If a large company could be likened to a human body, an enterprise resource planning (ERP) system would be akin to the nervous system, carrying information up and down the entire body, aiding decision-making.
So, in case the hand is reaching out for a hot plate, and the brain is aware of that, it takes the tactile shock out of the sensation and instructs the hand to, well, handle the plate with care. Similarly, through a well-implemented ERP package, a large corporation would know early enough if raw materials are running out of one production unit while they lie idle at another.
Then, instead of blocking money by buying more, it could move the raw materials to the unit that needs it. Of course, this is the simplest of problems that an ERP system or package can handle. Such systems aid strategic thinking, if implemented successfully. But it does illustrate one way in which it can help companies save money, which is just one resource to watch while running an enterprise – materials, human resources and tangible assets being the others.
Implementing an ERP system – comprising various components such as financials, customer relationship management, human resources, supply chain management, warehouse management and management dashboard – is no mean feat. The decision involves crores of rupees, and a significant effort from everyone in the company. Part of this effort is required to set work processes, or change them, to suit the software package chosen (SAP, PeopleSoft, and Oracle are some companies that make ERP systems). This is commonly referred to as business process re-engineering and it is just that – re-engineering processes so that the process facilitates information flow as required by the ERP package.
Awareness of power structures within a company is crucial during the re-engineering process because these structures are shaken up when the implementation process is rolled out, reducing or taking away the decision-making powers of the people in question as the functioning of the company gets streamlined.
“There is resistance from various individuals as well as business units who see the new processes as a threat to their position in the organisation,” says Manu Rana, who has spent more than a decade in the ERP and supply chain management business in San Francisco.
However, this sort of resistance is usually encountered by the professional involved in the functional aspects of the implementation.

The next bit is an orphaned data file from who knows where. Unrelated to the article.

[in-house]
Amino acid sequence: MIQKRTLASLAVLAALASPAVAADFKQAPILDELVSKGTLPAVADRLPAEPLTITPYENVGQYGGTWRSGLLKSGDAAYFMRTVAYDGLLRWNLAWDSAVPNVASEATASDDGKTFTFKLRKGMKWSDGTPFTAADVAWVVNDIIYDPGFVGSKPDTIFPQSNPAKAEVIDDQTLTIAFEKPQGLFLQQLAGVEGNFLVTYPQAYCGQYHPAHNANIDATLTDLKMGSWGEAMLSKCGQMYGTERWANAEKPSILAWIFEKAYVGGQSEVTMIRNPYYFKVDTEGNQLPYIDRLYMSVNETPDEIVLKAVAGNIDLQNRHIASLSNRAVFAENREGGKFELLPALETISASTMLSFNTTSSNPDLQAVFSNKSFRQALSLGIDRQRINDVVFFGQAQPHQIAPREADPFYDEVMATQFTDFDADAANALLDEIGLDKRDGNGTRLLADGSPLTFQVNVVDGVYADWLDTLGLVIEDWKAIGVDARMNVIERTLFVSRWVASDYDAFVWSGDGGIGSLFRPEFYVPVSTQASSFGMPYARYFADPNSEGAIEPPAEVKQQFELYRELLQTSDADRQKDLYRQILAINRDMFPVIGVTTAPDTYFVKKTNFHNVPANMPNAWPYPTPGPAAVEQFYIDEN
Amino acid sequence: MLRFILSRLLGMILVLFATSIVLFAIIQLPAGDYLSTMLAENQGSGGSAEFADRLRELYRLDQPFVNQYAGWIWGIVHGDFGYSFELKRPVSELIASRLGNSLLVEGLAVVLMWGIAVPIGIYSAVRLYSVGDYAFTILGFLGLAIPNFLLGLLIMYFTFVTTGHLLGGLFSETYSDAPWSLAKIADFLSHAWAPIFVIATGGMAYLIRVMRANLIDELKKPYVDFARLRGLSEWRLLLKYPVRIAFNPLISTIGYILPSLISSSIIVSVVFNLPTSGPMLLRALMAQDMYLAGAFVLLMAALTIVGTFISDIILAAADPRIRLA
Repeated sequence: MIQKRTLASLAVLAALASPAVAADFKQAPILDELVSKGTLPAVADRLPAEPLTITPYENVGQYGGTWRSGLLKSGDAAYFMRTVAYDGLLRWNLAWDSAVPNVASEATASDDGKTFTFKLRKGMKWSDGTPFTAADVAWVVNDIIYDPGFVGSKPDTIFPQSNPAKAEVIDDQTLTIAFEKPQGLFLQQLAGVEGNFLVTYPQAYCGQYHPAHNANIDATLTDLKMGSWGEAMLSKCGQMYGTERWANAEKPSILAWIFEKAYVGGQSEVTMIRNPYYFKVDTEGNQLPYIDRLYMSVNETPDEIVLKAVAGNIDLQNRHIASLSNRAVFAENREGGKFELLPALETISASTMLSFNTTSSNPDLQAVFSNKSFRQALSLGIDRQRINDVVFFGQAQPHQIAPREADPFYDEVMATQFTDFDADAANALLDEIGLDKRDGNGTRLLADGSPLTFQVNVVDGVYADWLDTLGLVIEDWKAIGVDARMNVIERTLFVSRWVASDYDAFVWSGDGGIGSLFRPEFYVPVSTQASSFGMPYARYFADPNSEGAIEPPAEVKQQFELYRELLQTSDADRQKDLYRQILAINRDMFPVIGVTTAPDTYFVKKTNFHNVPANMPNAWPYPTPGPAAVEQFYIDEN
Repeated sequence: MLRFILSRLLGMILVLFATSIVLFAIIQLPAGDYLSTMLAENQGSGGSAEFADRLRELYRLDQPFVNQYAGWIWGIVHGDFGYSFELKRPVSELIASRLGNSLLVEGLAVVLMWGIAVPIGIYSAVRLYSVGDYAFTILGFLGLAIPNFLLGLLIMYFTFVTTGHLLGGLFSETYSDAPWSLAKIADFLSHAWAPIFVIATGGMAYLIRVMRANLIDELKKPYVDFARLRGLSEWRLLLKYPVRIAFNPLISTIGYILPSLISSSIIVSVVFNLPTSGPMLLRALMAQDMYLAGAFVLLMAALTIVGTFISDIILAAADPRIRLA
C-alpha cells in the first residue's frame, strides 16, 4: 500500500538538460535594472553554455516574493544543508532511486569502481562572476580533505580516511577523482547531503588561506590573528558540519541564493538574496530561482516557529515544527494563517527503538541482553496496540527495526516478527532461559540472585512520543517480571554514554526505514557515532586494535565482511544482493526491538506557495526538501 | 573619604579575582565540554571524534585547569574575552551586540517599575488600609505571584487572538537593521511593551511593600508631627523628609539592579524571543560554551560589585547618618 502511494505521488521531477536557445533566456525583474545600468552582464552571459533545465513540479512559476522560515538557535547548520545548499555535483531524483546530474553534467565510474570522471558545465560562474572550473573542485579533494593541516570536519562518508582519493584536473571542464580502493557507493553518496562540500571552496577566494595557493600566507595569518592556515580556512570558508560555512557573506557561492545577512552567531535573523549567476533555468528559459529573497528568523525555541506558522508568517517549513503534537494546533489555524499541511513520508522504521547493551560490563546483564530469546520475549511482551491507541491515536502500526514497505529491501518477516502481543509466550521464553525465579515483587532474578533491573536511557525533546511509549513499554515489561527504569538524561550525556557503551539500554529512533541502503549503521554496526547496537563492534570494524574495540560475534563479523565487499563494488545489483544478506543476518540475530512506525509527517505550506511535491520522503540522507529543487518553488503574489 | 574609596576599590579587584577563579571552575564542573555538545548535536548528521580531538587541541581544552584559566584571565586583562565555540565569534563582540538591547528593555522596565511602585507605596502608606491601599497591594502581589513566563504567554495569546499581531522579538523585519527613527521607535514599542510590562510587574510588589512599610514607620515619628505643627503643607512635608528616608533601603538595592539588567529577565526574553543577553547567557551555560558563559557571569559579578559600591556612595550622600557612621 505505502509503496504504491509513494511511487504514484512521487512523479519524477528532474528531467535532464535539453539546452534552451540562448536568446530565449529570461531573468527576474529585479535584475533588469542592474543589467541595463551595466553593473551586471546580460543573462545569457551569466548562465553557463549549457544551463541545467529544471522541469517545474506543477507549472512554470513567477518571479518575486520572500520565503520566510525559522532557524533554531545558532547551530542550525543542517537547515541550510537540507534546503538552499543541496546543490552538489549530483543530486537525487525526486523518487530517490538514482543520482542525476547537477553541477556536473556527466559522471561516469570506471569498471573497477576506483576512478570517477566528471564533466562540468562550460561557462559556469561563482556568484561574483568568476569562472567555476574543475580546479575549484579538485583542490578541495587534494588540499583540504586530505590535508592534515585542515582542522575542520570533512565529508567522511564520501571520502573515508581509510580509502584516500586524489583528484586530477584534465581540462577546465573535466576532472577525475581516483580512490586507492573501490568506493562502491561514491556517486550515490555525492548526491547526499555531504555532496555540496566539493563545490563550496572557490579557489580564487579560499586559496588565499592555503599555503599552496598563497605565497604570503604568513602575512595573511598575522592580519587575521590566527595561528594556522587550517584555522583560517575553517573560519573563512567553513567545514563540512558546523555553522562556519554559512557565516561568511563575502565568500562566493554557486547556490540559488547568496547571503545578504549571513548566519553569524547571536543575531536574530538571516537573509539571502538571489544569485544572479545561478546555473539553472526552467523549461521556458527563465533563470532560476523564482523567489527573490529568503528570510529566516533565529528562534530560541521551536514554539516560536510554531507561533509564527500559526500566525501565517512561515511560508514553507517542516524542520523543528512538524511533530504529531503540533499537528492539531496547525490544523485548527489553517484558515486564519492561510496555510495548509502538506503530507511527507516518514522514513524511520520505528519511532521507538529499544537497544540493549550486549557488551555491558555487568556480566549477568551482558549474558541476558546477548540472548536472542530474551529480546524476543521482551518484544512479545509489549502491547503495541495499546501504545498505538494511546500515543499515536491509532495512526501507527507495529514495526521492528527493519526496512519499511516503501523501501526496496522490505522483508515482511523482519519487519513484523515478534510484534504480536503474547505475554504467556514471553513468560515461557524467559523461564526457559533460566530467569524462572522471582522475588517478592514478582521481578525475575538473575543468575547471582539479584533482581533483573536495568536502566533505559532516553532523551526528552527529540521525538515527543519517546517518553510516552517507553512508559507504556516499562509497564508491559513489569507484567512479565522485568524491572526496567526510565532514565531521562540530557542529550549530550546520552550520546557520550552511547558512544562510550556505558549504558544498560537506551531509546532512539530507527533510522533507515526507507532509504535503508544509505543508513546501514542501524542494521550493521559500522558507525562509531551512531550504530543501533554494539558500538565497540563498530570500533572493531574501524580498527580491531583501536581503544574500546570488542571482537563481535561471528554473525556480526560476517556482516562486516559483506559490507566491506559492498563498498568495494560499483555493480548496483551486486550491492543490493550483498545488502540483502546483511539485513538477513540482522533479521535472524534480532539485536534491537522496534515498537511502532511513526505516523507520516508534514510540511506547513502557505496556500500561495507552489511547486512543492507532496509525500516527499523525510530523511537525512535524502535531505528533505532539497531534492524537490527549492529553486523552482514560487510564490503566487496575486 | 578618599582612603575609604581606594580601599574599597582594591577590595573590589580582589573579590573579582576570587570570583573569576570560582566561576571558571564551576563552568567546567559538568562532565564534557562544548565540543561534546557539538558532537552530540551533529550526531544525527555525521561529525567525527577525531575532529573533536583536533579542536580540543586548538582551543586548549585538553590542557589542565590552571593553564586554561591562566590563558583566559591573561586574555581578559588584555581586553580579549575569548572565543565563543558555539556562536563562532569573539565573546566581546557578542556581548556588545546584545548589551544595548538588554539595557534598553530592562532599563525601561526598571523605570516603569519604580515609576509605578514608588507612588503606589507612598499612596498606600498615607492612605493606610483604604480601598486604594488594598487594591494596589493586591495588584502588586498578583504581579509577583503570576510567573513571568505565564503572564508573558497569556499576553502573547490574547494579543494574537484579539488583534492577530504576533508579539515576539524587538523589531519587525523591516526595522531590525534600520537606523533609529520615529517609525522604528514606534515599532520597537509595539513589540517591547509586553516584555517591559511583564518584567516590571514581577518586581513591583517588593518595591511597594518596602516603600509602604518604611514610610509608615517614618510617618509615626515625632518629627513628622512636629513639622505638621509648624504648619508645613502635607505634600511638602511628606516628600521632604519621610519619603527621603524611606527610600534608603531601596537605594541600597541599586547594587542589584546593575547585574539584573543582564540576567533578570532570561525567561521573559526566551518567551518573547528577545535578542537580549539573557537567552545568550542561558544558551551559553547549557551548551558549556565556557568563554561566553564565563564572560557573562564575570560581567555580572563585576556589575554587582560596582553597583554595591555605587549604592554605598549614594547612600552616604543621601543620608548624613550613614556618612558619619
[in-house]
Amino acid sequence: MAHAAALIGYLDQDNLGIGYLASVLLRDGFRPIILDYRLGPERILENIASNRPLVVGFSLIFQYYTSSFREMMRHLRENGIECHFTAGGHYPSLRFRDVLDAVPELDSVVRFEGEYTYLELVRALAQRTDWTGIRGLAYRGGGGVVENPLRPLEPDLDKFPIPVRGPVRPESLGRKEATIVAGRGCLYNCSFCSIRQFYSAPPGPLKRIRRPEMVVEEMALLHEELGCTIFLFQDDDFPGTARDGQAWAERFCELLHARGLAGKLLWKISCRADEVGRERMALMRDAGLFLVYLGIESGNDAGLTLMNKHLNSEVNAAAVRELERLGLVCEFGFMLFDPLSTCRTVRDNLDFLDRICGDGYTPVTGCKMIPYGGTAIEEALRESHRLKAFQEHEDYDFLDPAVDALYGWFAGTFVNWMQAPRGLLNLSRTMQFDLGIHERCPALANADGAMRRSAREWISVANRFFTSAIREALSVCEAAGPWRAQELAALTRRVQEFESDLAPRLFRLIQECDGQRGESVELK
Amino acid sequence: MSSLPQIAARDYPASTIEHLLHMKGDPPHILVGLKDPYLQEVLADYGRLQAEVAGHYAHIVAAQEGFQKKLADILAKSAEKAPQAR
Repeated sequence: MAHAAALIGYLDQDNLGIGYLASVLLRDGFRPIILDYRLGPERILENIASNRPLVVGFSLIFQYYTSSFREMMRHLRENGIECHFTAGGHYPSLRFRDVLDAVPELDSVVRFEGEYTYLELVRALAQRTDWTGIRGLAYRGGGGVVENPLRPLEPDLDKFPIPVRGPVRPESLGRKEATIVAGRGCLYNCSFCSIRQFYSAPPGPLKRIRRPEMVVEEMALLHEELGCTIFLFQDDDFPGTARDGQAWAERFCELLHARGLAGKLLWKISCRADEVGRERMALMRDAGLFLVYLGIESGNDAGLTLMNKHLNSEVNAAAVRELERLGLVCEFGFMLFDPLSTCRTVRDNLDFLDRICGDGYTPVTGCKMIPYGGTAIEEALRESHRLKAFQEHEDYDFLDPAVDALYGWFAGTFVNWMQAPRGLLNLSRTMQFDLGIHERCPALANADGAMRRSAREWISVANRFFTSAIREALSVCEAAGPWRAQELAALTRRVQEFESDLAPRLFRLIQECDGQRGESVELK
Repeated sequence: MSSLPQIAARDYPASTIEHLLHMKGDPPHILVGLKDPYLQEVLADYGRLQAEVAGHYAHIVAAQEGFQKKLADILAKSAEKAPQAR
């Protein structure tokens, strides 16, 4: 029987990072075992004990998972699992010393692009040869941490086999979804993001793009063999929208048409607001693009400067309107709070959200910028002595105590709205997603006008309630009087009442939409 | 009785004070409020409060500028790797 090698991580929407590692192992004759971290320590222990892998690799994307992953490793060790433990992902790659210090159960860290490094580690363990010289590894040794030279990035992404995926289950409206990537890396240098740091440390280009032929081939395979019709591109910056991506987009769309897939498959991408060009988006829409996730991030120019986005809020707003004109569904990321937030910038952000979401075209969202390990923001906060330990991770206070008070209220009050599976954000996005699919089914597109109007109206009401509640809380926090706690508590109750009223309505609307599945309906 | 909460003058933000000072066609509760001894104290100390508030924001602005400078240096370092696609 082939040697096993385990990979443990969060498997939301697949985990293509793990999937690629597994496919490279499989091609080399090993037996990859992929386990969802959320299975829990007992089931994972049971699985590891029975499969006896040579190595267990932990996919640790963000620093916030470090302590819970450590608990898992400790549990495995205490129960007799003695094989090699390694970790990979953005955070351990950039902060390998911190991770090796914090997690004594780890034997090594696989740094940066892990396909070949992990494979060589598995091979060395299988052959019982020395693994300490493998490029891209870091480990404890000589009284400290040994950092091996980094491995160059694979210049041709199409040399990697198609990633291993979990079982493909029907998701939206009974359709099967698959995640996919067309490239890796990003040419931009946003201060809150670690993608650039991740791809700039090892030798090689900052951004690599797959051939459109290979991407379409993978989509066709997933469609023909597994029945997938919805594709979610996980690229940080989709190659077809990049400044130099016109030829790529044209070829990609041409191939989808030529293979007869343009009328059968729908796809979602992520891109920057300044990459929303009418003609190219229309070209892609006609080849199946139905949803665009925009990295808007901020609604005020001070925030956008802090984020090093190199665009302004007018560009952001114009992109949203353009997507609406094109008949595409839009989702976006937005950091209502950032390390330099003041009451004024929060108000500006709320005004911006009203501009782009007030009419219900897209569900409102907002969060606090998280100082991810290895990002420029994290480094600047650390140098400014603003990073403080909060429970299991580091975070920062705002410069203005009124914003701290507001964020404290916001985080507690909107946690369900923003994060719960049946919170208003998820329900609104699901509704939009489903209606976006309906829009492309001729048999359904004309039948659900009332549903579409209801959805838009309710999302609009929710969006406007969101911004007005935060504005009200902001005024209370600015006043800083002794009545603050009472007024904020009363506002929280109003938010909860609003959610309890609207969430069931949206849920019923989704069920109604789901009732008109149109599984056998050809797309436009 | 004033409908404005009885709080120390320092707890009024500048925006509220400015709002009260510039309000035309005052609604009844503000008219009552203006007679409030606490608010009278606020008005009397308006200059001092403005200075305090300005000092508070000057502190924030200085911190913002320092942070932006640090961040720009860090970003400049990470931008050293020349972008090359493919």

“Functional roles will be required to interact with business users, managers and super-users of an organisation to map their daily tasks to ERP functionality. A technical consultant, on other hand, configures system architecture, which can range from deciding the networking, hardware requirement, software requirements and then also taking into consideration the scaling of systems for expansion in future,” says Vijendra Singh, project manager, Metlife, New York.
Sounds interesting but complex? It is. Be prepared to work long hours, and even nights, to meet deadlines. Also, ascertain the amount of patience and negotiation skills you possess. Add technical skills, domain knowledge and resilience to attributes you need to succeed in this career.
“While starting off in your career, technical skills are very important. Although ERP-specific knowledge is usually imparted as part of the training program at your employer, previous knowledge of database concepts (all ERPs have a database backend), some programming skills, and basic familiarity with computers is a must. As you rise up in the hierarchy, soft skills (how to deal with people) become more important. People with better soft skills rise higher and faster,” says Rana.
What's it about?
Enterprise resource planning (ERP) software connects all departments and functions in a company through a common interface, facilitating the management of key internal and external resources. Processes are mapped and information flow set according to them. ERP requires implementation by trained and experienced professionals, both in the technical and functional domain. On the technical side, knowledge of ERP packages and database management, including working with different types of data and their migration, is imperative. On the functional end, in-depth knowledge of the industry in which the company operates is necessary
For mid-level team leader
8.30 am: Meeting with client to discuss implementation
10.30 am: Document minutes of the meeting and send out to client and my team
12.30 pm: Working lunch with CEO of client company to report progress